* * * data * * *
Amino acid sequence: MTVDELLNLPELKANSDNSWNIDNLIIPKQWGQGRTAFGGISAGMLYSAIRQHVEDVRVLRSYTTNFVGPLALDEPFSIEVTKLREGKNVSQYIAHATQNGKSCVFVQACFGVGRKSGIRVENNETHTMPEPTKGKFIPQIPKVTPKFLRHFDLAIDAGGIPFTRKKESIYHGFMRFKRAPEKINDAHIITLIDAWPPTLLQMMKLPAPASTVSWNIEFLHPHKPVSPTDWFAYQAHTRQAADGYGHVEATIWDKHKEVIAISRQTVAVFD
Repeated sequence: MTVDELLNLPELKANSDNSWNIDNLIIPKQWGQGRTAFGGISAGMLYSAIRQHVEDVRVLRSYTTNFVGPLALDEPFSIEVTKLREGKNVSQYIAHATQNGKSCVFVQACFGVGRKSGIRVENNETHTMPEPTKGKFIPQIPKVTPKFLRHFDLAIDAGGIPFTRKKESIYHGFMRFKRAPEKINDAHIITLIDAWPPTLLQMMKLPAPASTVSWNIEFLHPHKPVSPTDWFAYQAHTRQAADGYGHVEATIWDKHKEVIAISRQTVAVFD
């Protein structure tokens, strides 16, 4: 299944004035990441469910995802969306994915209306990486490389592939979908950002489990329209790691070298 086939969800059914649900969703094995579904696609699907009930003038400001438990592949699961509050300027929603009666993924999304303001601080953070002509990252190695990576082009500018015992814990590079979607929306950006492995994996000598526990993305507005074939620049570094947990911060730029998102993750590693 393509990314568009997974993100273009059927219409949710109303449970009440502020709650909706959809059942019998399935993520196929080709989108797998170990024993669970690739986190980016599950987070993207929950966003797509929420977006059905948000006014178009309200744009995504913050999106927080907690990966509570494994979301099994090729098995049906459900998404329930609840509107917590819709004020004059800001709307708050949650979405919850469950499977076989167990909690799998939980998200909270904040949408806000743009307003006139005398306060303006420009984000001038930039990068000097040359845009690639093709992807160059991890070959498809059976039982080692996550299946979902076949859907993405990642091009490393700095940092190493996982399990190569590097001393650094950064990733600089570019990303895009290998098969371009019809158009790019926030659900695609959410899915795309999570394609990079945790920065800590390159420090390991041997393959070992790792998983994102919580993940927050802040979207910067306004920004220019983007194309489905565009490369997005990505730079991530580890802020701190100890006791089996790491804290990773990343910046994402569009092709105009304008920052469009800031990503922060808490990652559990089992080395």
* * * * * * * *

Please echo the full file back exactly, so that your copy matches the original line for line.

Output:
Amino acid sequence: MTVDELLNLPELKANSDNSWNIDNLIIPKQWGQGRTAFGGISAGMLYSAIRQHVEDVRVLRSYTTNFVGPLALDEPFSIEVTKLREGKNVSQYIAHATQNGKSCVFVQACFGVGRKSGIRVENNETHTMPEPTKGKFIPQIPKVTPKFLRHFDLAIDAGGIPFTRKKESIYHGFMRFKRAPEKINDAHIITLIDAWPPTLLQMMKLPAPASTVSWNIEFLHPHKPVSPTDWFAYQAHTRQAADGYGHVEATIWDKHKEVIAISRQTVAVFD
Repeated sequence: MTVDELLNLPELKANSDNSWNIDNLIIPKQWGQGRTAFGGISAGMLYSAIRQHVEDVRVLRSYTTNFVGPLALDEPFSIEVTKLREGKNVSQYIAHATQNGKSCVFVQACFGVGRKSGIRVENNETHTMPEPTKGKFIPQIPKVTPKFLRHFDLAIDAGGIPFTRKKESIYHGFMRFKRAPEKINDAHIITLIDAWPPTLLQMMKLPAPASTVSWNIEFLHPHKPVSPTDWFAYQAHTRQAADGYGHVEATIWDKHKEVIAISRQTVAVFD
């Protein structure tokens, strides 16, 4: 299944004035990441469910995802969306994915209306990486490389592939979908950002489990329209790691070298 086939969800059914649900969703094995579904696609699907009930003038400001438990592949699961509050300027929603009666993924999304303001601080953070002509990252190695990576082009500018015992814990590079979607929306950006492995994996000598526990993305507005074939620049570094947990911060730029998102993750590693 393509990314568009997974993100273009059927219409949710109303449970009440502020709650909706959809059942019998399935993520196929080709989108797998170990024993669970690739986190980016599950987070993207929950966003797509929420977006059905948000006014178009309200744009995504913050999106927080907690990966509570494994979301099994090729098995049906459900998404329930609840509107917590819709004020004059800001709307708050949650979405919850469950499977076989167990909690799998939980998200909270904040949408806000743009307003006139005398306060303006420009984000001038930039990068000097040359845009690639093709992807160059991890070959498809059976039982080692996550299946979902076949859907993405990642091009490393700095940092190493996982399990190569590097001393650094950064990733600089570019990303895009290998098969371009019809158009790019926030659900695609959410899915795309999570394609990079945790920065800590390159420090390991041997393959070992790792998983994102919580993940927050802040979207910067306004920004220019983007194309489905565009490369997005990505730079991530580890802020701190100890006791089996790491804290990773990343910046994402569009092709105009304008920052469009800031990503922060808490990652559990089992080395």